To put things into perspective, let me at this juncture state that when one cares to think about it, it is easy to see that there is nothing really special about what Yahya Jammeh says or does, despite his tendency to give the contrary impression. The average individual can do likewise given the circumstances that make it possible for a misfit like Yahya Jammeh to behave the way he does: firstly the prerogative conferred by being the president (however horribly misplaced that title can sound before the name Yahya Jammeh) of a sovereign but overwhelmingly poor and small underdeveloped nation state a good few of whose population will frankly, but sadly, be glad to only have their next meal and the disempowering effect that can have; secondly, the absence of individual rights and freedoms and the rule of law (often orchestrated or compounded by egoistic and parasitic leaders whose previous lives have been so afflicted by poverty and privation that they will do anything to hang on to their new-found but unexpected status); thirdly the potential to manipulate the security services by, especially but not exclusively, invoking esprit de corps as Yahya Jammeh has all too often shown the penchant to do by, for instance, unsophisticatedly romanticising about things military and the period of his life spent in that institution (“Once a soldier, always a soldier,” he would remark sometimes) as if it is a case of the military up against the rest of society and, fourth, the corresponding weakness or deliberate weakening of public institutions in this kind of environment.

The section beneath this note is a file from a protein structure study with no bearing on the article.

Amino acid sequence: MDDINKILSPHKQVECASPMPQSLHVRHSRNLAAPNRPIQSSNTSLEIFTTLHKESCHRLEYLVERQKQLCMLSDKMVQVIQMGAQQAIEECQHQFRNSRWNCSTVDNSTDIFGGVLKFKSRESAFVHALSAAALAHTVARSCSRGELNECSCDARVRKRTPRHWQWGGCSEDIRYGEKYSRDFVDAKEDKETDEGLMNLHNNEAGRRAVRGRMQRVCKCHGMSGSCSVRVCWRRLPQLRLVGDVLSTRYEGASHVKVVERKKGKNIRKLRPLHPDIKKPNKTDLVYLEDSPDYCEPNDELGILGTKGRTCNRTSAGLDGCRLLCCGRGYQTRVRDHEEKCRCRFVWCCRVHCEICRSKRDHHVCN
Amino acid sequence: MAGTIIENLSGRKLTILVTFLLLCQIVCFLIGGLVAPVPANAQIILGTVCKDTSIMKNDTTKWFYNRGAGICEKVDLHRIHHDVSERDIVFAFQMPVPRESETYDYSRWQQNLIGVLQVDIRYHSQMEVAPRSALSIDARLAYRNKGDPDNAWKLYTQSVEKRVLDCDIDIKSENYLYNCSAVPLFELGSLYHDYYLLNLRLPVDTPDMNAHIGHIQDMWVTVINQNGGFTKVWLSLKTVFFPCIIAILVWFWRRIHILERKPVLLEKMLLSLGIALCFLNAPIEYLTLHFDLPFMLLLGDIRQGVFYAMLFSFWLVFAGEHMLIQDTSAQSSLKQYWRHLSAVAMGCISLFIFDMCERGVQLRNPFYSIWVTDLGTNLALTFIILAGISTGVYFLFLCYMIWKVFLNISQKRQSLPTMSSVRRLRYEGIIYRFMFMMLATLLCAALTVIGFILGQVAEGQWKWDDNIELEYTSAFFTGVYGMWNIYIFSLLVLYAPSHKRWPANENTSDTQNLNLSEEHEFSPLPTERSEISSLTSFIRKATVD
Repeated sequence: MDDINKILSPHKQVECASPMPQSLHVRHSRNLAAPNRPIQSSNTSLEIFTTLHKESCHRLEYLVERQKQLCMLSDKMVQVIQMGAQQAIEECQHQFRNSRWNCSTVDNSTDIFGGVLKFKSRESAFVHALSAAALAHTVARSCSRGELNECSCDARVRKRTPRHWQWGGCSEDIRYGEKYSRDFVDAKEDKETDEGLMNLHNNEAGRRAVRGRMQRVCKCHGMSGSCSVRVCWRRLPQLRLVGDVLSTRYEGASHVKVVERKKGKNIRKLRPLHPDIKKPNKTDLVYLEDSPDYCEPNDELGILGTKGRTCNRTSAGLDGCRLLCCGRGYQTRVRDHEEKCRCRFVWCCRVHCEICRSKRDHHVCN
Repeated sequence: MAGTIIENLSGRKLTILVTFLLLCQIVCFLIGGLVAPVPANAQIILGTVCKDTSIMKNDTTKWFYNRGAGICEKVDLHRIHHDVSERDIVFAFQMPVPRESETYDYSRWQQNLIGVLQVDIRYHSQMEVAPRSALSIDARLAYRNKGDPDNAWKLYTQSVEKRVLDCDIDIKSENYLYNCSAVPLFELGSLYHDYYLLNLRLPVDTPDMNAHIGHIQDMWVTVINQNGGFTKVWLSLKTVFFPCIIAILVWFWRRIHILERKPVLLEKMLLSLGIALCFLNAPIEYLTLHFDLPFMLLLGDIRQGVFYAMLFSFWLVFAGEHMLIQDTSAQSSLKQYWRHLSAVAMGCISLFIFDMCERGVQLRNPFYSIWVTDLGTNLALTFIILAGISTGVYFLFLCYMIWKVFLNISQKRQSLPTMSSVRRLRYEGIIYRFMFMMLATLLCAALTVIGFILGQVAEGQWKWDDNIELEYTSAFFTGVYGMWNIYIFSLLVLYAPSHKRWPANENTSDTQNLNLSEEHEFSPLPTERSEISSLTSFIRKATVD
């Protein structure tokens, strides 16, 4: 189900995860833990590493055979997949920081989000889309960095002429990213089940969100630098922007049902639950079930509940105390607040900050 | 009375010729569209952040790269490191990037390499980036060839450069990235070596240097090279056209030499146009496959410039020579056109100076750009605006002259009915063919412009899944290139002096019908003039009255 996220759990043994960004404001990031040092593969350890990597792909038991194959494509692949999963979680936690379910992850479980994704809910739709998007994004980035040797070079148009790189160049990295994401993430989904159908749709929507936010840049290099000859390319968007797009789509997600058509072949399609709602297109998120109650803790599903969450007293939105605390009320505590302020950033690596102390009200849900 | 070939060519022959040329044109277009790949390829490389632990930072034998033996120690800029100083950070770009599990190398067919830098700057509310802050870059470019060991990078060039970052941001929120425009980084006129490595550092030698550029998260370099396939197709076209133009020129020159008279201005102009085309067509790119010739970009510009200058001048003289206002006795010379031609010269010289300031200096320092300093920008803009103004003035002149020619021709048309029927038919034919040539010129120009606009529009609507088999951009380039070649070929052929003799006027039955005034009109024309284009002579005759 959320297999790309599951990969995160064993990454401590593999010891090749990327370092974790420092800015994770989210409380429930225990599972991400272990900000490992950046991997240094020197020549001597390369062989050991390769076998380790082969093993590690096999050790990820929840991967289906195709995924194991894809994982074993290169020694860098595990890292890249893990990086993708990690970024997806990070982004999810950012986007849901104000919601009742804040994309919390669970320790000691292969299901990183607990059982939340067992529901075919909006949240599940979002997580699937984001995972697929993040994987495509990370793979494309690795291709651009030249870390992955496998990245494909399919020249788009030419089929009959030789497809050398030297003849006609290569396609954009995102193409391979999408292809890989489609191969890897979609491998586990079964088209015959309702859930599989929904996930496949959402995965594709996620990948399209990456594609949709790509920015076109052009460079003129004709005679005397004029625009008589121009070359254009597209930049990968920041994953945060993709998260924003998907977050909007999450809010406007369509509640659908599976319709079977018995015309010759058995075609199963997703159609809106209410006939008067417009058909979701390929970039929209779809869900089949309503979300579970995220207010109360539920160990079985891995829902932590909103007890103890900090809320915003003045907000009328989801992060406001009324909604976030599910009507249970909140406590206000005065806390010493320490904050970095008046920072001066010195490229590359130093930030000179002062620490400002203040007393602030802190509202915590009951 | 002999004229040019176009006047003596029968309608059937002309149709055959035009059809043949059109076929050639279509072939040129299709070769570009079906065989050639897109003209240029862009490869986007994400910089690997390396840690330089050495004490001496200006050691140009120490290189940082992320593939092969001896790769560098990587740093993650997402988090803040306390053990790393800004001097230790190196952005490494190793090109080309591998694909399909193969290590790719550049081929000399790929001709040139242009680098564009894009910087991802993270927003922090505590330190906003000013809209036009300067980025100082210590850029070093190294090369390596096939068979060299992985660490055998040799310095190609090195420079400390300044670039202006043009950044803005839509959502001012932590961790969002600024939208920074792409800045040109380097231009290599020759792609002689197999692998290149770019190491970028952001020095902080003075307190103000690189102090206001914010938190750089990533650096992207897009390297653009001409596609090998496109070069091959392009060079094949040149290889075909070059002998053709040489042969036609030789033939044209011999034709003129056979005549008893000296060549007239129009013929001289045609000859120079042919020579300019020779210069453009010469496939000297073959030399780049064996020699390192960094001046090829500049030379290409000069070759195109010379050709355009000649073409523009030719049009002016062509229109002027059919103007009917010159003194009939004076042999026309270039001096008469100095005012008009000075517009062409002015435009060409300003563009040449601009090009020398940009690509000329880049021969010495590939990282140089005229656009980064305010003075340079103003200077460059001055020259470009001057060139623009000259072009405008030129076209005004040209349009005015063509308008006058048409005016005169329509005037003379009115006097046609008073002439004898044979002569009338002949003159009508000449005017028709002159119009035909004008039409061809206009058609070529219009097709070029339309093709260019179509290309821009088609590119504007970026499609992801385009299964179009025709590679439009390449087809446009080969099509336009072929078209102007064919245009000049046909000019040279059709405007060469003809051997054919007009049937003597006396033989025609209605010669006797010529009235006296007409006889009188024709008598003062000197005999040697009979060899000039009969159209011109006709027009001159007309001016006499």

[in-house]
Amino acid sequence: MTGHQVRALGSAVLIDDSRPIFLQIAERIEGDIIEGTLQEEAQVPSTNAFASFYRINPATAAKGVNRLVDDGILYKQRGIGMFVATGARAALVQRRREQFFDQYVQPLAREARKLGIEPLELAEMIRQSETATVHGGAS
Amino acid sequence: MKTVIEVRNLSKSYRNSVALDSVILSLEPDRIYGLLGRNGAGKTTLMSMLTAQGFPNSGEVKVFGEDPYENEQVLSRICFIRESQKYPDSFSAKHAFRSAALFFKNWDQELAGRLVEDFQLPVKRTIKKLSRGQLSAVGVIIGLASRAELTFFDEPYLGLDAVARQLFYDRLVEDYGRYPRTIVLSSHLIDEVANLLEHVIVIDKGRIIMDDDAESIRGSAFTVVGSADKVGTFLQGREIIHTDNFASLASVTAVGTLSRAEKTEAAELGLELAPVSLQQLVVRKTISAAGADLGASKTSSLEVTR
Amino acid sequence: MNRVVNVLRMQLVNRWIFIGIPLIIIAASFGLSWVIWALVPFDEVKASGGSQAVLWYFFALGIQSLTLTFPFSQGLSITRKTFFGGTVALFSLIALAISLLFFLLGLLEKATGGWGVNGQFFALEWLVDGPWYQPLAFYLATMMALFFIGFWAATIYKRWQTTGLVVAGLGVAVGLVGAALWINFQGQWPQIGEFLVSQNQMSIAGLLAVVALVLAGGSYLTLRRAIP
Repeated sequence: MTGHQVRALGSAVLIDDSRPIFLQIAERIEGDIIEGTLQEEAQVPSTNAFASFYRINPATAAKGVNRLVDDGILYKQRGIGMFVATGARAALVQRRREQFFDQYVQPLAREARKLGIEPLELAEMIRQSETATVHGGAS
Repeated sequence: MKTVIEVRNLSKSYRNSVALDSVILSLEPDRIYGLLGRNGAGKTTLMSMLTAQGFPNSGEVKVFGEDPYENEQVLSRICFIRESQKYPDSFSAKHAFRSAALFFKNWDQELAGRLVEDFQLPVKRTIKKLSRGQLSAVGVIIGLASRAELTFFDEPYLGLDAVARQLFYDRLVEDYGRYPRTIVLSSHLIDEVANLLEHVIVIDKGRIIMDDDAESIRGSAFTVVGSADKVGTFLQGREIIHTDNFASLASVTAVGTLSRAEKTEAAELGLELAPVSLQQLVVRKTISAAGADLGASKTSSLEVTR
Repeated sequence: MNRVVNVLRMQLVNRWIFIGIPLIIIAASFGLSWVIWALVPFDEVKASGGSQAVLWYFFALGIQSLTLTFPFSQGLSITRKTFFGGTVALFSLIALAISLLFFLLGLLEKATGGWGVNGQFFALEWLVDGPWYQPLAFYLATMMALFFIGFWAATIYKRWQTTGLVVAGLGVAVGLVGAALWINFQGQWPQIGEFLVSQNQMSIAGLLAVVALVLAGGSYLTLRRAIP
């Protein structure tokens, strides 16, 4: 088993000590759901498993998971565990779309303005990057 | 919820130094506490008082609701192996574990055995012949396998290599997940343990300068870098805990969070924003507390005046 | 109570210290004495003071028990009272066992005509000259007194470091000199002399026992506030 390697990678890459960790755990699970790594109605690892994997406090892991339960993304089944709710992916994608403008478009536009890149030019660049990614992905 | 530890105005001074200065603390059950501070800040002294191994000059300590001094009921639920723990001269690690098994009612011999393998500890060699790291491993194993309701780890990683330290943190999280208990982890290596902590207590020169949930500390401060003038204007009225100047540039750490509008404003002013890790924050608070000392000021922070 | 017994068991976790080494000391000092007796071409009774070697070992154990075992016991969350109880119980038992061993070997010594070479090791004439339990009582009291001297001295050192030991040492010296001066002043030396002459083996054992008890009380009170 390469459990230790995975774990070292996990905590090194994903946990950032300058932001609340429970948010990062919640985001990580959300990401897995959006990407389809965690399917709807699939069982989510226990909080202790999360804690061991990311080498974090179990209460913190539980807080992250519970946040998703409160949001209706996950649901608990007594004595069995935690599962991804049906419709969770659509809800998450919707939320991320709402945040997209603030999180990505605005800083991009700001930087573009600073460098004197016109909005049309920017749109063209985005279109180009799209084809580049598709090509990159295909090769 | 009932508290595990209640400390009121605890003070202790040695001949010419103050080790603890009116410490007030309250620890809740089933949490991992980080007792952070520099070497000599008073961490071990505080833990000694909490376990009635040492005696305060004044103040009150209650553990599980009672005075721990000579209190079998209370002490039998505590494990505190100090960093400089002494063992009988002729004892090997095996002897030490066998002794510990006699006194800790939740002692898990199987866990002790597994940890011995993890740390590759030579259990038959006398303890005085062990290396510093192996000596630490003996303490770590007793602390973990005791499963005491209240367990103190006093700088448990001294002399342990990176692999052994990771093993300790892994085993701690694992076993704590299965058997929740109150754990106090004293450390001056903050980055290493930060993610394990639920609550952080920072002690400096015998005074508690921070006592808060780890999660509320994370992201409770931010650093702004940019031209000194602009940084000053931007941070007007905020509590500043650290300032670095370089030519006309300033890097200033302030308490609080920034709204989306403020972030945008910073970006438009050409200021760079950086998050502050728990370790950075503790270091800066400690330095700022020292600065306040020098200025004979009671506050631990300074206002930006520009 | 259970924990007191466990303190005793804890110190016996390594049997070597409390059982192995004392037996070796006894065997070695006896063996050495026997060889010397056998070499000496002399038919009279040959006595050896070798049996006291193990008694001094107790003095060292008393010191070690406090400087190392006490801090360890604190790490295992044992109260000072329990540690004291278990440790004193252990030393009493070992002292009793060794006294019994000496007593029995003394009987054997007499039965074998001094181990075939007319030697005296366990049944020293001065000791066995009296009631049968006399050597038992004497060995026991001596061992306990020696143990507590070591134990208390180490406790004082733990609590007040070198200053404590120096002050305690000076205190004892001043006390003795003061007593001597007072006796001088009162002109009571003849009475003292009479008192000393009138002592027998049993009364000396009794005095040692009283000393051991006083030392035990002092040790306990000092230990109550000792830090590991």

Given these circumstances, it is only the visionary and selfless type of leader who can rise above the temptation of seizing such circumstances to advance his/her personal ends, not the rapacious and cowardly type who tends to see his [often accidental] elevation to a position of leadership as an opportunity of a lifetime that must be exploited to the fullest, no matter the consequences. It is needless to say that Yahya Jammeh occupies the latter category on account of his record on repression, self-aggrandisement and use of state machinery, especially the security services, to oppress ordinary citizens while deluding himself that it is his bravery, invincibility or possession of some special powers that enables him to ride roughshod over a largely powerless population. As such there is an argument to say that far from such people like Yahya Jammeh possessing admirable qualities of courage and vision, in actual fact they are perennially insecure weaklings who stay in power only as long as either or both of two conditions continue to obtain: lack of popular revolutionary mobilisation to get rid of a retrograde dinosaur by such means as is deemed necessary on the one hand and yes, the population’s lack of access to weapons or unwillingness to exploit the avenues to procure requisite hardware in order to protect themselves against the certain repression of a doomed weakling and his automatons. Has he not issued a futile threat that there will be no more demonstrations? If the idiot truly means to use the army to suppress demonstrations, he needs not say it at a political rally if he is not only trying to do the only thing his cowardly and paranoid personality allows him to do – using the personal security afforded his person by the state to threaten those who are bold enough to put their personal security at risk. It must however be emphasised that both of these afore-mentioned factors tend not to be permanent for, soon enough, things become insufferable enough to make for an explosion of inexplicable popular spirit potent enough to consume any force that stands in its way, least of all that of a pleasure-intoxicated voluptuary like Yahya Jammeh. Recent history is abound with examples of such popular uprising/revolution but the case of Burkina Faso will suffice for our purpose here.